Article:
Violence due to the Troubles in one way or another has affected most people in Northern Ireland with over 3,600 people killed and many more injured since 1969. The Ceasefires in 1994 have led to drastic decreases in violence, however a study of widows recently showed that even 30 years after the loss, many still find it difficult to come to terms with their traumatic bereavement.
A large number of voluntary groups have been formed to help people affected by the Troubles by offering a wide range of services.
Aims of the PAVE Project
1 - The establishment of a detailed categorisation of therapeutic services offered to people affected by the Troubles in Northern Ireland;
2 - To explore the effectiveness of some of the most commonly used therapeutic services in regard to achieving their set aims/goals;
3 - To encourage collaboration through sharing and dissemination of outcomes of this research.
Phase 1: Categorisation of therapeutic services offered to people affected by violence;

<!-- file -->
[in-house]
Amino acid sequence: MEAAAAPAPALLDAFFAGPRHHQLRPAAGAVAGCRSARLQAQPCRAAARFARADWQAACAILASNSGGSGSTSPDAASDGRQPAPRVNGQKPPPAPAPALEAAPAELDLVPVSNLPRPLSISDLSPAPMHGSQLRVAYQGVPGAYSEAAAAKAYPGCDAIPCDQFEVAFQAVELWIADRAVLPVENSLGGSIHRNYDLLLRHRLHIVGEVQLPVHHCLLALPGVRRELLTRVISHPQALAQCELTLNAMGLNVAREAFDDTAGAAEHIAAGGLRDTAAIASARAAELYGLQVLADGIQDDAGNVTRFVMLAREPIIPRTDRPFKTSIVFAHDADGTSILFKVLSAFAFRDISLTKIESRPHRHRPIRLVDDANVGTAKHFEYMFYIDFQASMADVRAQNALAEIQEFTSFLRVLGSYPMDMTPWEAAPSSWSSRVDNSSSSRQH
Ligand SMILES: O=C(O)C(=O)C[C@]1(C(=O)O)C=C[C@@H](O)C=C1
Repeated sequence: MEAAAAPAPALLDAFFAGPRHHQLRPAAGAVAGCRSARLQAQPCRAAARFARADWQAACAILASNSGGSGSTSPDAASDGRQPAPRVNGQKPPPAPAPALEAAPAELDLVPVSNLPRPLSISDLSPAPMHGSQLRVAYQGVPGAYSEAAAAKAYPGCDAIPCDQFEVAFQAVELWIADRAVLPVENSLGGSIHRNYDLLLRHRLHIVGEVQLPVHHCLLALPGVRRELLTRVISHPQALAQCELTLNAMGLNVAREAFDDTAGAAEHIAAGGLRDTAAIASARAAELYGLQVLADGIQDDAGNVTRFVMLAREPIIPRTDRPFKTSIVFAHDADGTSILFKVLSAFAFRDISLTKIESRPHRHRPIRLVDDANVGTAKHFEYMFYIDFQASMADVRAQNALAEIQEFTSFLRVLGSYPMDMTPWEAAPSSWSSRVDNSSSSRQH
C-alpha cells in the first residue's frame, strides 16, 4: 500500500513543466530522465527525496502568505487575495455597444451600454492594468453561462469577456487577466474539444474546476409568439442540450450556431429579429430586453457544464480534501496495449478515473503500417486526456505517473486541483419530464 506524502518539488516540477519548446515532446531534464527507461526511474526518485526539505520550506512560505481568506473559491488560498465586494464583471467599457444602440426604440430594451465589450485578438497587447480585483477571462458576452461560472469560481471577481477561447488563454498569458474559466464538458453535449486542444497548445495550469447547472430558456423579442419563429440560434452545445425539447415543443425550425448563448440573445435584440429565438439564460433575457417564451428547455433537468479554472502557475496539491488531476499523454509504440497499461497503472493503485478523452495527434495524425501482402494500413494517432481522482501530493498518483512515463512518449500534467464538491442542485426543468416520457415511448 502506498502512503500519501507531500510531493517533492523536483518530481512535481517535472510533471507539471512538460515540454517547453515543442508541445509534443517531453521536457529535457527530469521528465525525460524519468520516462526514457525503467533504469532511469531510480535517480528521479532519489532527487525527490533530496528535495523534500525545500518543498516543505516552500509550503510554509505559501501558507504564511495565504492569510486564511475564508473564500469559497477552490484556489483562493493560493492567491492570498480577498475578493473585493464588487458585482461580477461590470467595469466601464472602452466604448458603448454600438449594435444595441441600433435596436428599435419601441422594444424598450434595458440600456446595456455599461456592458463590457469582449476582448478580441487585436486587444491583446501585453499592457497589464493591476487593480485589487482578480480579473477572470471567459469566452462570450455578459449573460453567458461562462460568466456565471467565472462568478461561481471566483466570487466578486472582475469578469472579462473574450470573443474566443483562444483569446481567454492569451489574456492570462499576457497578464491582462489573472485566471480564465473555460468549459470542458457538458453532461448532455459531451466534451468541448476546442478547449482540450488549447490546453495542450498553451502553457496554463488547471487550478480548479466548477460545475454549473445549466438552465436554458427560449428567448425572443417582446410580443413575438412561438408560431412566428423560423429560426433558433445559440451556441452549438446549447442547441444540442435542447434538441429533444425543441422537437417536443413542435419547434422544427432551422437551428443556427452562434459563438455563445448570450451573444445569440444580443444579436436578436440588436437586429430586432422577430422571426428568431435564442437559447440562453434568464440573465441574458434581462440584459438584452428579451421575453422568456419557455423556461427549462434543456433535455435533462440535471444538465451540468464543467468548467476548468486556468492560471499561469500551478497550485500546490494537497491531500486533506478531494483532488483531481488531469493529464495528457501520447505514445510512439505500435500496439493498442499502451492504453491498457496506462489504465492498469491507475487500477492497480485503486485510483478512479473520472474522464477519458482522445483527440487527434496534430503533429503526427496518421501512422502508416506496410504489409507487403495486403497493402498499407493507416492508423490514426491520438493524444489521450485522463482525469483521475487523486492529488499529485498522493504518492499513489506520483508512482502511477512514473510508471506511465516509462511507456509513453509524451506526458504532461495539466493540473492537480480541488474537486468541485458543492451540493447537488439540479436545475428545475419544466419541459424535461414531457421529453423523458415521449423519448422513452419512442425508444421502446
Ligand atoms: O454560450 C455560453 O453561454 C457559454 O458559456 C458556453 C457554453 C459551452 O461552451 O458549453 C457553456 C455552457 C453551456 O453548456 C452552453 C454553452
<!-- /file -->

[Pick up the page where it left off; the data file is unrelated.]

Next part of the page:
Phase 2: Exploration of effectiveness of different therapeutic services for people affected by violence.
In this research issues related to the Death, Individual, Social, and Cultural (D.I.S.C) context are considered.
Dr Karola Dillenburger, Principal Investigator
Mrs Rym Akhonzada, Research Co-ordinator
Ms Montserrat Fargas, Research Fellow
Dr Mickey Keenan, External Scientific Advisor
This research is sponsored by the Department of Health, Social Services & Public Safety with resources provided under OFMDFM Victims Unit Strategy Implementation Fund.
School of Sociology, Social Policy, and Social Work
Queen’s University Belfast
6 College Park
Belfast BT7 1LP
Pictured at the launch of the PAVE report in the Council chambers on Friday 10 March 2007 from left: Montserrat Fargas (Research Fellow); Dr Brandon Hamber (Keynote speaker at launch); Dr Karola Dillenburger (Principal Investigator), Rym Akhonzada (Research Co-ordinator); John Clarke (Head of Victims Unity, OFMDFM).